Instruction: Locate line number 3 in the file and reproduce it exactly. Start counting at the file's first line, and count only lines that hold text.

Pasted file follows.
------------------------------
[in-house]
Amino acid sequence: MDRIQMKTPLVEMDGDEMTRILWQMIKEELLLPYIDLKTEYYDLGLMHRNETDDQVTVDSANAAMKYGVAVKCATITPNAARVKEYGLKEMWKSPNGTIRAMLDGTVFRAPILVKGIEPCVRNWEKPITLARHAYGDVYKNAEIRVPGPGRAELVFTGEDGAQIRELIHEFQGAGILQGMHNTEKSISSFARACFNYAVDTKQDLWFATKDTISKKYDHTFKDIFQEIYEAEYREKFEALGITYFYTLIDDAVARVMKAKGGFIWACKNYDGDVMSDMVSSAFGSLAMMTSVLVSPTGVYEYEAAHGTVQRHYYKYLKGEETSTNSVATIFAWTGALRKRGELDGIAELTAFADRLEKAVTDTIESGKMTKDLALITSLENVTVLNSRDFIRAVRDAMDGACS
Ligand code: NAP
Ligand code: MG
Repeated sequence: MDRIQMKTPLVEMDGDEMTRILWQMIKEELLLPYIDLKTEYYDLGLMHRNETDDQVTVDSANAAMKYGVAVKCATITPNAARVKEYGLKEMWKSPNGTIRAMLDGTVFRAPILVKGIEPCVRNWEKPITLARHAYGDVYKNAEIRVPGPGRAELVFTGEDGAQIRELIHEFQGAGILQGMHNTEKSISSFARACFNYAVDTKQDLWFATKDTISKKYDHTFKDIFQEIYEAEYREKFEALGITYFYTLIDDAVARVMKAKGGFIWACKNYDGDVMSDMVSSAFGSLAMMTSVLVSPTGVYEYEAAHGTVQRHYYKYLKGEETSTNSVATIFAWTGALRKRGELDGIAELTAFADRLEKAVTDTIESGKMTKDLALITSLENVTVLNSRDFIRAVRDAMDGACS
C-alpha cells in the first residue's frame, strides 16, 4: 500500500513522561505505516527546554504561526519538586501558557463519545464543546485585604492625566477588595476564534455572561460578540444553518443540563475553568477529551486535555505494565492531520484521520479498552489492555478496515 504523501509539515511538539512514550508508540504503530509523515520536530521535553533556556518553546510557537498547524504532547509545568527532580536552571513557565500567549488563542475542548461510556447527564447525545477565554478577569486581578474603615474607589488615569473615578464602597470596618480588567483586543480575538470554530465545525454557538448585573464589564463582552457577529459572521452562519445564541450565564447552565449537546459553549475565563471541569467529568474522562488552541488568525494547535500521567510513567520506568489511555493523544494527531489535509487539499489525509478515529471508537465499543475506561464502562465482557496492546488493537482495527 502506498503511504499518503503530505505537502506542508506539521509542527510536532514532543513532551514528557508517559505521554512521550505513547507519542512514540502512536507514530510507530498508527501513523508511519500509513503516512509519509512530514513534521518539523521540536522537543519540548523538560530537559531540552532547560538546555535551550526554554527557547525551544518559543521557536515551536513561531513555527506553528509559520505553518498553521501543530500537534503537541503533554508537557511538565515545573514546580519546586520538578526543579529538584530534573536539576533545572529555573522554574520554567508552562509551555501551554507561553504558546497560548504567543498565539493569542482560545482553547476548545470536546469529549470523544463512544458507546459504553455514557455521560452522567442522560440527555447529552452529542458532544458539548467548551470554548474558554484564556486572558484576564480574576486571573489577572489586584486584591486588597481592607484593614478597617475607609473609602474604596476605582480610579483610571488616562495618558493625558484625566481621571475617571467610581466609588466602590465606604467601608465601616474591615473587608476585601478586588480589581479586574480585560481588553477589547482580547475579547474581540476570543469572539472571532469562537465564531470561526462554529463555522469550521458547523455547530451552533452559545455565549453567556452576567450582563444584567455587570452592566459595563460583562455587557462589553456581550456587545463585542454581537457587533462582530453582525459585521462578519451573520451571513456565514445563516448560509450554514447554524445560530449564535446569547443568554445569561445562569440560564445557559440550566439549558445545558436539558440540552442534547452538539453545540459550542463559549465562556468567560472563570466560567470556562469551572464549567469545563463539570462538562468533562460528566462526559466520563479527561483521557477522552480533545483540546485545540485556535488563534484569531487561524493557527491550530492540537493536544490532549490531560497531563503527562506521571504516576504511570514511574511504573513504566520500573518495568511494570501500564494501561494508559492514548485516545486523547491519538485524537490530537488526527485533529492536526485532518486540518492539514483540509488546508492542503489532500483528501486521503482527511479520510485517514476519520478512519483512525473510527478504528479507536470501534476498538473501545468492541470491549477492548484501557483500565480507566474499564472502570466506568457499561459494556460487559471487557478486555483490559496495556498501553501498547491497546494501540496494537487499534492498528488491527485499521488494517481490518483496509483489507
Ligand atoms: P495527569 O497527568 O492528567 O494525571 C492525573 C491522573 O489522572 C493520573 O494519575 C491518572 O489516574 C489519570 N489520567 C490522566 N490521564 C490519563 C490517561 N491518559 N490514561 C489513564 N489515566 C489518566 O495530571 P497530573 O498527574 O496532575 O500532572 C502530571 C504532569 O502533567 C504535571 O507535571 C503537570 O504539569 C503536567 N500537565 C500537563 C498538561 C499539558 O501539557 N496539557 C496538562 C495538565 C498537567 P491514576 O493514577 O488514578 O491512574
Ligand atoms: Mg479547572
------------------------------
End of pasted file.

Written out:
Ligand code: NAP